A few weeks ago, just before our trip to LA, we received an excited email from Nicole, a NYSF reader, who had just tried a new taco truck on Broadway in Soho that she loved. Nicole sent us a picture and enough descriptions for us to write a short NYSF First Look post about Tribeca Taco Truck based on her account.
Well, we didn’t have a chance to try the Tribeca Taco Truck until this weekend, but once we did, it was one of the best new taco trucks we’ve been to in quite some time. Thank you Nicole for the tip.
The Tribeca Taco Truck usually parks on Broadway around Spring Street, but can sometimes be a block north or south of Spring.
The Tribeca Taco Truck has a large selection of tacos, quesadillas and burritos (9 or 10 of each!), including less common fillings like nopales (grilled cactus) and chipotle marinated grilled tofu. They also have the expected fillings such as al pastor, chorizo, carne asada, etc. But there are a couple of other things that help Tribeca Taco Truck stand out besides the large menu.
I spoke with the chef and owner, Percy, who told me a little about his experience and his philosophy for the menu. Percy has previously worked at Redeye Grill, Manhattan Ocean Club and a few other high-end places. He still works as a chef, and started bringing out the truck on weekends. He is now working towards having the truck out during the week as well, so keep an eye on our Mobile Munchies twitter feed to see when they are out.
Percy told me there are only a few types of sauces in Mexican cooking, and that he is trying to bring some fusion recipes into the taco world to vary things a bit. I’d say he was quite successful with today’s special – coconut curry chicken with shredded red cabbage and toasted coconut – but more on that later.
The other thing that makes Tribeca Taco Truck stand out are Percy’s sauces. Nicole raved about his Peruvian style salsa verde, and I had 3 different sauces that were all exceptional, too – a spicy mango salsa on the coconut chicken curry taco, a barbecue pineapple salsa on the al pastor taco, and a spicy red salsa on the Tribeca taco. They were all thick and very tasty. They also have an avocado crema, chipotle crema, and a few other sauces that we haven’t tried yet.
The first taco I was tried was today’s special – a coconut curry chicken taco (above). This consisted of chicken breast marinated in coconut milk and cut into large chunks with shredded red cabbage and toasted coconut on top. Percy told me he added curry powder and a little sugar when he toasted the coconut flakes to give them a little extra flavor.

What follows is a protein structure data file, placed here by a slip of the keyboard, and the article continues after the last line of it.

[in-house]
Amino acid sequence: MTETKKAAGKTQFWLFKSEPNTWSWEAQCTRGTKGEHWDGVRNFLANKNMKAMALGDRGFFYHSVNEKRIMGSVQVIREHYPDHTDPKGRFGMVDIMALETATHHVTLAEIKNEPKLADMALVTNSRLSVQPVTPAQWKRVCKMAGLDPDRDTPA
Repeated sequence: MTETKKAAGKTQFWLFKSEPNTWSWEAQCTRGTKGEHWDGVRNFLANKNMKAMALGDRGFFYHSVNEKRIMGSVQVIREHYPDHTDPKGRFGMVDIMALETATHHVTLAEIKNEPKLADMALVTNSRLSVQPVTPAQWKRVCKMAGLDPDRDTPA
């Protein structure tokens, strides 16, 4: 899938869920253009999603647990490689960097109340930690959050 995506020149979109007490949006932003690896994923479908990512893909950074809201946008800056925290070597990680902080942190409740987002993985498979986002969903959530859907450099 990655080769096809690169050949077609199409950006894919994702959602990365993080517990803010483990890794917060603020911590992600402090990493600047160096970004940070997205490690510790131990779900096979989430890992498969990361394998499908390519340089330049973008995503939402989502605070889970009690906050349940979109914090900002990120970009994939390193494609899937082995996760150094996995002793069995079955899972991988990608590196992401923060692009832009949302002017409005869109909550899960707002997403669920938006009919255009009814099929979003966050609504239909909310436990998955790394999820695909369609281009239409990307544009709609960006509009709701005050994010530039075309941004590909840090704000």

I asked Percy which sauce he suggested for this taco, and he said the spicy mango. This added some tropical fruit flavor, as well as plenty of heat. It had the Thai/Malaysian thing going on, and with the spicy, fruity mango sauce, all we can say is – wow!
The coconut curry chicken taco was my favorite of the three tacos, possibly because it was so different, but more likely because it was amazing! This taco was on the same level as Mexicue, who were nominated for a Vendy Award in the Rookie of the Year category in 2010. If Percy keeps coming up with tacos as good as this, a Vendy Award nomination is not out of the question.
The next taco I tried was their namesake Tribeca taco (above, although this picture doesn’t do it justice). The Tribeca taco is a combination of chorizo and carne enchilada (pork marinated in a spicy red sauce).
There was a lot of meat, both chorizo and pieces of pork, with fresh cilantro, raw onions and a tangy red sauce. This one comes with the sauce, so you don’t have to choose, although I’m sure you could choose a different sauce if you want. It was a bit spicy, but not nearly as much as the mango sauce on the first taco.
The last taco I tried was the al pastor (above), which is marinated pork with pineapple and cilantro. The obvious sauce choice here was barbecued pineapple sauce, and it worked beautifully. The pork was tender and moist with some spiciness, which the pineapple offset just right. Some people get pretty exacting about whether an al pastor taco is traditional or not. I don’t know if this was a traditional al pastor, but it was delicious!
The tacos were $2.50 each, and I probably could have gotten away with 2 for lunch, but it was the first time I was trying the Tribeca Taco Truck, and wanted to get a good selection.
I definitely want to try some of their more unusual items next time – either the grilled cactus or tofu chipotle (or both). Grilled cactus is pretty popular in the southwest, but you don’t see it a lot in New York.
They also use 2 tortillas for each taco. It would have been disastrous if they tried using only one with the amount of meat in the tacos.
If you see a turquoise taco truck on Broadway below Houston Street, check it out. You won’t be sorry! With food like this, the Tribeca Taco Truck should be around for quite some time.
They don’t have a website, but you can follow them on twitter @TribecaTaco.